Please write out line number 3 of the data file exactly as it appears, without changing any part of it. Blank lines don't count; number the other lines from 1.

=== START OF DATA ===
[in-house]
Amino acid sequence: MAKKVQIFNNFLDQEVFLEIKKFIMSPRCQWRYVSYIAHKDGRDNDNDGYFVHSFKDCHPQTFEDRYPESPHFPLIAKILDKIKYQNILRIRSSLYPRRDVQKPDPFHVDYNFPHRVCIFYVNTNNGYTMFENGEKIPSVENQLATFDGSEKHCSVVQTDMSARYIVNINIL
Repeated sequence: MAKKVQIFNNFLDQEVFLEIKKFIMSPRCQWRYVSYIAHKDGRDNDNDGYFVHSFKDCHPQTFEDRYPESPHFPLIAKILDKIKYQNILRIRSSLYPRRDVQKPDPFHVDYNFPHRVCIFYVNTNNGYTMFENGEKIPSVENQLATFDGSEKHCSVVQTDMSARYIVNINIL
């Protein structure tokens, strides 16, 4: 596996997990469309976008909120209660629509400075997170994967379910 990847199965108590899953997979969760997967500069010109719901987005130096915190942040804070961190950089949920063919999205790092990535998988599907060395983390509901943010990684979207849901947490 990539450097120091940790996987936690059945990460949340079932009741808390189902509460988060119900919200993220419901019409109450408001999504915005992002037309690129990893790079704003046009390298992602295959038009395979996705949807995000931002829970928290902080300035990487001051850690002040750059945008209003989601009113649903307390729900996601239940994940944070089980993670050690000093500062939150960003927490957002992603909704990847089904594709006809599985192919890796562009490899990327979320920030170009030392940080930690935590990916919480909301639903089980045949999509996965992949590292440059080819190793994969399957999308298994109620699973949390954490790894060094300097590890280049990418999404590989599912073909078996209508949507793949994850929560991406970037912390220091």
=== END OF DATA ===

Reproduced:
Repeated sequence: MAKKVQIFNNFLDQEVFLEIKKFIMSPRCQWRYVSYIAHKDGRDNDNDGYFVHSFKDCHPQTFEDRYPESPHFPLIAKILDKIKYQNILRIRSSLYPRRDVQKPDPFHVDYNFPHRVCIFYVNTNNGYTMFENGEKIPSVENQLATFDGSEKHCSVVQTDMSARYIVNINIL